Join the Socialist Party Join us today!

Printable version Printable version

Facebook   Twitter

Link to this page: https://www.socialistparty.org.uk/issue/690/12991

From The Socialist newspaper, 19 October 2011

Hunger marches - When the unemployed fought back

Matt Dobson, Jarrow marcher

"Why all this unrest? It seems in the rebound from the anxieties from the war, we are all trying to get something for nothing. We must not ask for the impossible" - Mayoress of Southport in a speech of welcome to the TUC Congress at Southport 1922

This statement of arrogant contempt could have come from today's 'we are all in this together' Tory politicians and right wing press. The 1922 congress was organised in the aftermath of revolutions sweeping across Europe and mass strikes of miners, shipyard workers and engineers in Britain.

Delegates also heard from Wal Hannington, a Communist Party member and leader of what was to become the National Unemployed Workers Movement (NUWM) who appealed for support for the first national hunger march.

The NUWM was to be the main organisation that led the mass struggles of the unemployed throughout the inter-war years. Of these struggles the hunger marches and particularly the Jarrow Crusade are the most famous. The hunger marches, marginalised from official history, involved mass organisation of the unemployed and working class communities in support of strikes and against brutal attacks on the poor.

Without these struggles the pressure would not have existed to force the 1945 Labour government to implement welfare reforms in the form of the NHS and the social security system which is under attack once again today.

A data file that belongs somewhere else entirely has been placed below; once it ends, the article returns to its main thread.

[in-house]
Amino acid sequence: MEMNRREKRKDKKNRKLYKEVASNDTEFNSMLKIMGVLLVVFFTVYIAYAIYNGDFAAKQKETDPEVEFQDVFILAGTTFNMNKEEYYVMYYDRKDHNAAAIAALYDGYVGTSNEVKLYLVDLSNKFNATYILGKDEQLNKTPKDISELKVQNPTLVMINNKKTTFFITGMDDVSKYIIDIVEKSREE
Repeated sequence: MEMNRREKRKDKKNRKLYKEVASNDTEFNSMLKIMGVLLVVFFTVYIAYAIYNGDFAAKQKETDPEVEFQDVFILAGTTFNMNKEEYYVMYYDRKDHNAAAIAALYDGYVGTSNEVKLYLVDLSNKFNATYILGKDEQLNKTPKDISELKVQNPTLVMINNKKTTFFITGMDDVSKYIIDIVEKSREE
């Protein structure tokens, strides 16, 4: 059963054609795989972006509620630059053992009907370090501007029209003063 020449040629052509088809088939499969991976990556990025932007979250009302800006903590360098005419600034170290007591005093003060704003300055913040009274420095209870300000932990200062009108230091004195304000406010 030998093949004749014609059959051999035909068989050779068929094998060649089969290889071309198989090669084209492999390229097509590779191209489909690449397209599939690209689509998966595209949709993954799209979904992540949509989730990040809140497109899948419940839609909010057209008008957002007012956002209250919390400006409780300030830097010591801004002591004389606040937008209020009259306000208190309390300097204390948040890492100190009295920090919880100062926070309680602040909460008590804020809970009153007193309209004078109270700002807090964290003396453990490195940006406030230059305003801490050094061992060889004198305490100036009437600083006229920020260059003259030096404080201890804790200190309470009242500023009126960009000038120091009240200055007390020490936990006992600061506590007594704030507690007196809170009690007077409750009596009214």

History distorted

Even the history of the hunger marches themselves has been distorted. The Jarrow Crusade of 1936 has been highlighted over other hunger marches. It has left a worthwhile legacy and should be commemorated. But out of all the hunger marches its aims were the most diluted and it made the most modest gains - which is the main reason why it was the most warmly received then by the Tories and now by their rewriters of history.

The NUWM organised national hunger marches from all corners of Britain to London in 1922, 27, 30, 32, 34 and alongside the Jarrow Crusade in 1936. Armies of the unemployed would assemble in different towns and converge in contingents on London. Often the marches would last over a month with thousands marching in bitter winter conditions.

In 1922, over one million people were unemployed and those out of work were confronted with a 19th century poor relief system. It was in these conditions that the first hunger march took place.

The coalfields of Wales and Scotland, the ship building areas of the North East and the textile towns of Yorkshire and Lancashire became 'distressed areas'. Wal Hannington's study on distressed areas in 1936 reveals epidemics of rickets and TB from malnutrition in what Tory ministers themselves were calling the 'famine areas'. Populations in these areas declined by an average of 10% and the politicians devised schemes to force people to emigrate which the NUWM were to the fore in opposing.

The hunger marches drew the public's attention to the plight of areas that the politicians and capitalists wished to ignore. Successive Tory, Labour and National Government prime ministers refused to meet deputations of the hunger marchers.